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Oct212010

"Alternative medicines" are not just ineffective, they kill

I hate this fluffy thinking that divides medicine into "alternative medicine" and "Western medicine". Rubbish. "Alternative medicine" just means medicine that has either a) not been proven to work, or b) has been proven not to work. Anything that works is evidence-based medicine, or (as we call it in the trade) "medicine". Traditional medicines from around the world have been tested, and the ones that actually work get incorporated. Yes, willow bark actually helped with headaches, hence aspirin. Yes, cinchona bark actually worked for fevers, hence quinine. Others didn't work, such as the stupid habit of opening the veins of people and bleeding them out for food poisoning, raping virgins to cure HIV or eating crushed tiger bones for male impotence. Medicine gets better and better every year, because it incorporates every therapy that works, whatever the source. By contrast, "alternative medicines" get worse and worse every year, because anything that has an ounce of truth behind it gets refined, improved and turned into actual medicine.

Yet the massive multi-billion dollar industry of medical fraud is stronger than ever, because it promises whatever people want the most. The fraudsters are either completely self-deluded, with illusions of grandeur, or as cold and calculating as any Nigerian lottery scam artist. I don't like seeing these people make a cent from conning decent people, but the general attitude seems to be "oh, it can't do any harm". I beg to differ. "Alternative medicines" do a lot of harm.

 

"Alternative medicines" kill

There seems to be this odd idea that "alternative medicines" couldn't possibly do any harm because they are natural. Yeah, so are nightshade and foxglove, and they are deadly. Most "alternative medicines" won't kill a healthy person on the spot (or even the most avid fan might learn), except of course they are sold to people with underlying disease, who are exactly the people that can have a fatal reaction against a compound that most of us could take without consequence. One example is royal jelly, touted as a cure-all and sold to asthmatics, yet it can cause fatal anaphylaxis in asthmatics - the target clientele. Acupuncture, harmless, right? Well no, at least 86 people have been directly killed by acupuncture, due to punctured organs, damaged arteries, shock, infection, pneumothorax and haemorrhage. Even new-age rubbish that doesn't involve drugs or needles can kill, such as the pseudo-psychology of "rebirthing" where children are traumatised and occasionally killed.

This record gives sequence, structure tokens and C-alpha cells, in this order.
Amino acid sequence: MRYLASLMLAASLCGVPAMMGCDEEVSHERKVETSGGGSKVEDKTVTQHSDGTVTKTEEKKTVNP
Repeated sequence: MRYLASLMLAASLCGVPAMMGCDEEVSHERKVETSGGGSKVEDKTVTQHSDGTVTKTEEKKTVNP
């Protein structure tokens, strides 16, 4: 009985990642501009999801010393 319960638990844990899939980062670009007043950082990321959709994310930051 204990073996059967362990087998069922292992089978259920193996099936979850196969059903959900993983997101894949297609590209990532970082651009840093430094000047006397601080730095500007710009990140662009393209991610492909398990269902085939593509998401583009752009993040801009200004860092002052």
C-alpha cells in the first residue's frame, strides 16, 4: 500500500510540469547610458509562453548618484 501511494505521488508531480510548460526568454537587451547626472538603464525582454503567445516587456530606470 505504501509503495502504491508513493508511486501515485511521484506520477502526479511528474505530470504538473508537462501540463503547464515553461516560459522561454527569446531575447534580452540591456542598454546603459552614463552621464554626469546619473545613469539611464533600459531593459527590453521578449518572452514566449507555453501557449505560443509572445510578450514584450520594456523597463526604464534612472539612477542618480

"Alternative medicines" get in the way of real medicine

Of course, the number of people dying due to acupuncture, rebirthing, royal jelly and the like are a drop in the bucket compared to the number of people who die because they used ineffective "alternative medicines" instead of real medicine. Who knows how many people have died because they stayed home and took aromatherapy instead of going to the doctor? Or they used the "power of crystals" to try to cure that headache for months, before a hopsital visit found that brain tumour too late. Or who replaced effective vaccines with over-priced fruit juices, putting both themselves and their community at risk? I would love to think that the use of "alternative medicine" had no impact on the uptake of real medicine, but we know that is not true - for example people who believe in divine healing are less likely to stay on their HIV medications, certain death for them and a recipie for the generation of antiretroviral resistance HIV strains. Those harmless peddlers of placebos have a lot to answer for.

From Saturday Morning Breakfast Cereal

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Reader Comments (1)

Interesting blog. In Holland we had a big case a couple of years ago. A famous psychic, Jomanda, told a popular actress with diagnosed breastcancer that it was merely a bacterial infection. The actress, Sylvia Millecam decided to believe her and refused regular treatment. Since her death this case has gone to court several times, but there has not been a conviction. Really horrible how people in such a vunarable position are misleaded like that.

October 21, 2010 | Unregistered CommenterEva

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